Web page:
Draft Day Decision: Why David Freese Is A Borderline Top 15 Third Baseman, At Best

There often is a lot of love for David Freese, given a perceived sense of potential. I say perceived, because while there is a lot to like there also are numerous signs of concern. The latter will likely keep me from owning Freese in any league this year, since third base is not quite as shallow as it once was.

Before we get into specifics, let’s take a look at his statistics from 2012:

501 At Bats
.293 Batting Average (147 Hits)
20 Home Runs
79 RBI
70 Runs
3 Stolen Bases
.372 On Base Percentage
.467 Slugging Percentage
.352 BABIP

The first number that has to jump out at us is his BABIP. I know that he has consistently posted a number in that range (.359 over his first 1,105 Major League AB). I also know that the number comes courtesy of a solid line drive rate, which sat at 21.8% in 2012.

In those regards the number was not completely unreasonable, though at the same time I have a hard time believing he is a lock to replicate it. Keep in mind there were numerous batters in 2012 who posted line drive rates above 23%, yet held a drastically lower BABIP. A few examples include Adrian Gonzalez (24.1%, .334), Andre Ethier (24.1%, .333) and Prince Fielder (25.4%, .321).

Couple a strikeout rate that is consistently above 20% with the chance of a regression in his BABIP and you get an average that is simply less than stellar. Is he going to kill you in the category? Of course not, but I would be willing to bet that he hits closer to .270 than he did .300.

That assumption alone would send Freese dropping down draft boards. However, there also is a major question mark about his ability to hit for power. Yes, he hit 20 HR last season, but how much more upside does he have?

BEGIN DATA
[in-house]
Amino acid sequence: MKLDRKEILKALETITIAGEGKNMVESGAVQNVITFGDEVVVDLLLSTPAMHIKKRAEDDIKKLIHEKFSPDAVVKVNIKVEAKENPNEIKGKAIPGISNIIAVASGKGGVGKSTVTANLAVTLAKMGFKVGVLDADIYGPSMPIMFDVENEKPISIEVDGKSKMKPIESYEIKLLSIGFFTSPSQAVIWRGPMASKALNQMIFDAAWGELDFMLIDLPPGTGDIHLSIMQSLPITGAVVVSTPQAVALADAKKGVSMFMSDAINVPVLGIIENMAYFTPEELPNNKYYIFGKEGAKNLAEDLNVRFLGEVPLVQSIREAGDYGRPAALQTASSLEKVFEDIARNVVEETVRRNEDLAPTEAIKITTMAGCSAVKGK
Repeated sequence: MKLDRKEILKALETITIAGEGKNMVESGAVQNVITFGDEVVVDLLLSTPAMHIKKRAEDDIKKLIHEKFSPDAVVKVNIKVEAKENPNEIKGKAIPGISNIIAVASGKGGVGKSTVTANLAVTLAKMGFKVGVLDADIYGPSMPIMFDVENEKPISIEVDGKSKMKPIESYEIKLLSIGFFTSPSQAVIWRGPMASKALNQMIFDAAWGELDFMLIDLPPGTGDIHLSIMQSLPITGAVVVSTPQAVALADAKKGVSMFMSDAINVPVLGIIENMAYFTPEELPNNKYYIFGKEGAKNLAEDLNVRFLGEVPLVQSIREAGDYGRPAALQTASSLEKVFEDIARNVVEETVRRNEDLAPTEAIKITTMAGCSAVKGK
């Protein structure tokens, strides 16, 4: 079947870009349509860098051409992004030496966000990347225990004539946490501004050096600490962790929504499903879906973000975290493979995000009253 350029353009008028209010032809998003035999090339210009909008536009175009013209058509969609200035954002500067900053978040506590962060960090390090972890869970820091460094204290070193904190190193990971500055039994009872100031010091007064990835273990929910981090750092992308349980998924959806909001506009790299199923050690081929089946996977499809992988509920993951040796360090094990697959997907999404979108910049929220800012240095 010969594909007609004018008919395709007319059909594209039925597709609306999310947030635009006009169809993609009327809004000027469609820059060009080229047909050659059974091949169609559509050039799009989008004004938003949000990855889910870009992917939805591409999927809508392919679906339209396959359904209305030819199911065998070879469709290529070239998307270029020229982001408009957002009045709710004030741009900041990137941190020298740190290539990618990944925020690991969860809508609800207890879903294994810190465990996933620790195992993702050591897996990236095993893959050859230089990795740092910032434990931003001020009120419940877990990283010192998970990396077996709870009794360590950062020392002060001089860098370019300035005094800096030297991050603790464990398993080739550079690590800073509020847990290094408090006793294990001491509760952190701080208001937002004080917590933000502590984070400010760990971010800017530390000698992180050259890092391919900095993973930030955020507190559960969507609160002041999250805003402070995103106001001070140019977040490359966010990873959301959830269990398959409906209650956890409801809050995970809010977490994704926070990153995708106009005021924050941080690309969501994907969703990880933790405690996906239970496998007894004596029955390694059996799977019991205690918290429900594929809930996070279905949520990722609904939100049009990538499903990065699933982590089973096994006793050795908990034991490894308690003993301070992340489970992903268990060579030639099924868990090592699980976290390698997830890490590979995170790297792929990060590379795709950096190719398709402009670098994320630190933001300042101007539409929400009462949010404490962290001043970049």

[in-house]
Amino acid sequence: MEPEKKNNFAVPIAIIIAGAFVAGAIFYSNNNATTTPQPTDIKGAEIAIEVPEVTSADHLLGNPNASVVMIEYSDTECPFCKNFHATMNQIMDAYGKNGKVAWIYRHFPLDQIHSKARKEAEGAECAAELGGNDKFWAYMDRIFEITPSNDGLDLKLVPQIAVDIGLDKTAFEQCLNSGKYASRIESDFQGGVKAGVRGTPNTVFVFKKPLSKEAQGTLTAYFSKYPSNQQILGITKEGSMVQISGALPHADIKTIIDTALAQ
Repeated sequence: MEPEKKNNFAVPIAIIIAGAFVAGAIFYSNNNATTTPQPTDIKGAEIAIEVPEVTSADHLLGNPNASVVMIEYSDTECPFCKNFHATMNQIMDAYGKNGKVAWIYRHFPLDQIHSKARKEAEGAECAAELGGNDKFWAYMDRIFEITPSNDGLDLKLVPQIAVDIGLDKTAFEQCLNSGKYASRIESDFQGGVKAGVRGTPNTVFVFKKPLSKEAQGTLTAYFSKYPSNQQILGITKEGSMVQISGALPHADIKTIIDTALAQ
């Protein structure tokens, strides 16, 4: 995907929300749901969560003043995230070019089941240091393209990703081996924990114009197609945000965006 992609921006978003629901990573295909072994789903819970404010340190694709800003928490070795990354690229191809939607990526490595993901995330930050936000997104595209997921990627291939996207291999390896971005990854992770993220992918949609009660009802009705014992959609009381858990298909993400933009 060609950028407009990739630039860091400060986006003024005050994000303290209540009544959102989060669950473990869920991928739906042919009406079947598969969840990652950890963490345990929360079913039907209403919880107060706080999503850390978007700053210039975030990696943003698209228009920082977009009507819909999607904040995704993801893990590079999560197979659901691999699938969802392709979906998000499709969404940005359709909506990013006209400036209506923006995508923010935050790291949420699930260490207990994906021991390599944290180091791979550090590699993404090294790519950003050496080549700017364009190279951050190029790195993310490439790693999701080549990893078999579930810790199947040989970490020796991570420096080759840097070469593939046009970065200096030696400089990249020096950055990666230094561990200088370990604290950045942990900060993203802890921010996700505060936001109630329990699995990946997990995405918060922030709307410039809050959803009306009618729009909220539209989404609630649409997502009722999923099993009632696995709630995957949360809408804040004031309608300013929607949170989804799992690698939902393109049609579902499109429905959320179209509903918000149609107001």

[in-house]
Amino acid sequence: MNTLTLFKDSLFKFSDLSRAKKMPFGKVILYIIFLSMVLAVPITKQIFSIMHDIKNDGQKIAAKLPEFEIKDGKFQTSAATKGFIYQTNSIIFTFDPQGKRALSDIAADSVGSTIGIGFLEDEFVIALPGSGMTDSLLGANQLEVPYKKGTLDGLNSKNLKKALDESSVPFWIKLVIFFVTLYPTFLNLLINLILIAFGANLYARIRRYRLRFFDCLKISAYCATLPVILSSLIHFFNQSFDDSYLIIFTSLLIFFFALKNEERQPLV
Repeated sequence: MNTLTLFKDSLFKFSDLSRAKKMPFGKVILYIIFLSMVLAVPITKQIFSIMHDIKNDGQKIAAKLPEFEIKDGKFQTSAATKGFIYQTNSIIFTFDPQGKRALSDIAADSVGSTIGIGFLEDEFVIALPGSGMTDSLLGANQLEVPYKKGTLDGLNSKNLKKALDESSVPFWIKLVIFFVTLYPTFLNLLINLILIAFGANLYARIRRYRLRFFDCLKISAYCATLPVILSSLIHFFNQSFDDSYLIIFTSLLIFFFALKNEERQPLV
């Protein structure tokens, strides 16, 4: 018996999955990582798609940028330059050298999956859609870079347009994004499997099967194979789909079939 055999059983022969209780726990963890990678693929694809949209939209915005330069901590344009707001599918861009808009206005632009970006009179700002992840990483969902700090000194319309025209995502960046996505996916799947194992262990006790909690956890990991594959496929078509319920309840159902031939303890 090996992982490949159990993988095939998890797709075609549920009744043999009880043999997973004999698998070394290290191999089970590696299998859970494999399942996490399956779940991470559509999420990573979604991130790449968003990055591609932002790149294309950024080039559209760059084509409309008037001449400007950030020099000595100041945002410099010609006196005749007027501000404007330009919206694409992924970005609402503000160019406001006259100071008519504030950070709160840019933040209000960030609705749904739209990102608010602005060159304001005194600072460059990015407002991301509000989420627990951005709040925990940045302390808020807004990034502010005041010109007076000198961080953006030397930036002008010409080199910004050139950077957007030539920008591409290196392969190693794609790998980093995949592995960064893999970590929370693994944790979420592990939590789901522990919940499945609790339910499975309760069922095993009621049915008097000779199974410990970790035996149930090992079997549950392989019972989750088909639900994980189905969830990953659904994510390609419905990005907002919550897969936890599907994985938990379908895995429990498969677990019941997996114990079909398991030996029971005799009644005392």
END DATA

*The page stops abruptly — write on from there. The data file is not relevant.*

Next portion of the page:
Just look at his fly ball rates the past three seasons:

  • 2010 – 29.1%
  • 2011 – 23.1%
  • 2012 – 26.2%

It took a 20.0% HR/FB for him to reach the 20 HR plateau, as he simply does not put the ball in the air enough to maintain high home run totals (a 52.0% groundball rate and a lack of speed also helps the argument for the fall in average). Could he start adding more fly balls and power as he matures? Absolutely, as we saw a similar change in Jason Heyward in 2012, but keep in mind Freese is already 29-years old. It is not like he is a young rookie still maturing.

There also is going to be concerns about the number of runs he may score. Last season he hit primarily fifth or sixth and, in the NL with shallower lineups, those spots are not conducive to huge run totals. He scored 70 runs a year ago and that could be about his limit again this season.

Throw in the consistent threat of injuries and I simply have too many concerns heading into 2013. Maybe he proves me wrong, but at this point there is too much risk involved. There’s a good chance you get a .270 hitter with 15-18 HR, which is fine. I would just rather take the gamble on someone like Mike Moustakas, Kyle Seager or Brett Lawrie, all of whom have significantly more upside.

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One comment

  1. Ross says:

    Hey professor,

    Love the site, I check it out pretty much every day, and usually I think your spot on, but I have to take exception with this article. Freese a top 15 option at best? Maybe at worst barring injury. Id say top 7-8 at best. I’d looked back at freese compared to the other 3 options you’d take over him and I can only see Lawrie having the upside to take over freese. I mean freese is about as consistent as you get average wise over his career, even in the minors he’s never finished below .290. Moustakas has more pop but is as likely to hit sub .250 as anything. And other then youth I don’t see where seager has more upside. He hit 20 HR last year with 100 more at bats. when I’m drafting in the middle to late rounds I want a guy who will be a solid contributor week in week out not a guy who might carry me a week and disappear the next 4….that being said I got freese as a back-up in the 20th round (6 keepers14thround) to Sandevol. Anyway thanks for interesting topic…keep up the good work!

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